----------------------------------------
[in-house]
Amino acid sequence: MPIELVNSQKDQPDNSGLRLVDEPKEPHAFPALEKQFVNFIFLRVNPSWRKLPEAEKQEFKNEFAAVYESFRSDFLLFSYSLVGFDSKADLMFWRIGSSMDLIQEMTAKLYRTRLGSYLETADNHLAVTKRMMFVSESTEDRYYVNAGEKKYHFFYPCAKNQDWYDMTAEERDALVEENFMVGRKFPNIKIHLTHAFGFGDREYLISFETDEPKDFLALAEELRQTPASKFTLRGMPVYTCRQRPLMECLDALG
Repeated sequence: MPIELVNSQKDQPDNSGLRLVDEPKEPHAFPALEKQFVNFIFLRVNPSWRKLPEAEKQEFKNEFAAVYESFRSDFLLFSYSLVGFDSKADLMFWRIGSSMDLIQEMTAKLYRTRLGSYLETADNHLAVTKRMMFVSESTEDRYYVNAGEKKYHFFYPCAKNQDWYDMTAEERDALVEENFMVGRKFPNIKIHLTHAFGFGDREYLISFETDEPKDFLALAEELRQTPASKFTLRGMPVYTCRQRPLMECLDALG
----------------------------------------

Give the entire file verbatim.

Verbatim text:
[in-house]
Amino acid sequence: MPIELVNSQKDQPDNSGLRLVDEPKEPHAFPALEKQFVNFIFLRVNPSWRKLPEAEKQEFKNEFAAVYESFRSDFLLFSYSLVGFDSKADLMFWRIGSSMDLIQEMTAKLYRTRLGSYLETADNHLAVTKRMMFVSESTEDRYYVNAGEKKYHFFYPCAKNQDWYDMTAEERDALVEENFMVGRKFPNIKIHLTHAFGFGDREYLISFETDEPKDFLALAEELRQTPASKFTLRGMPVYTCRQRPLMECLDALG
Repeated sequence: MPIELVNSQKDQPDNSGLRLVDEPKEPHAFPALEKQFVNFIFLRVNPSWRKLPEAEKQEFKNEFAAVYESFRSDFLLFSYSLVGFDSKADLMFWRIGSSMDLIQEMTAKLYRTRLGSYLETADNHLAVTKRMMFVSESTEDRYYVNAGEKKYHFFYPCAKNQDWYDMTAEERDALVEENFMVGRKFPNIKIHLTHAFGFGDREYLISFETDEPKDFLALAEELRQTPASKFTLRGMPVYTCRQRPLMECLDALG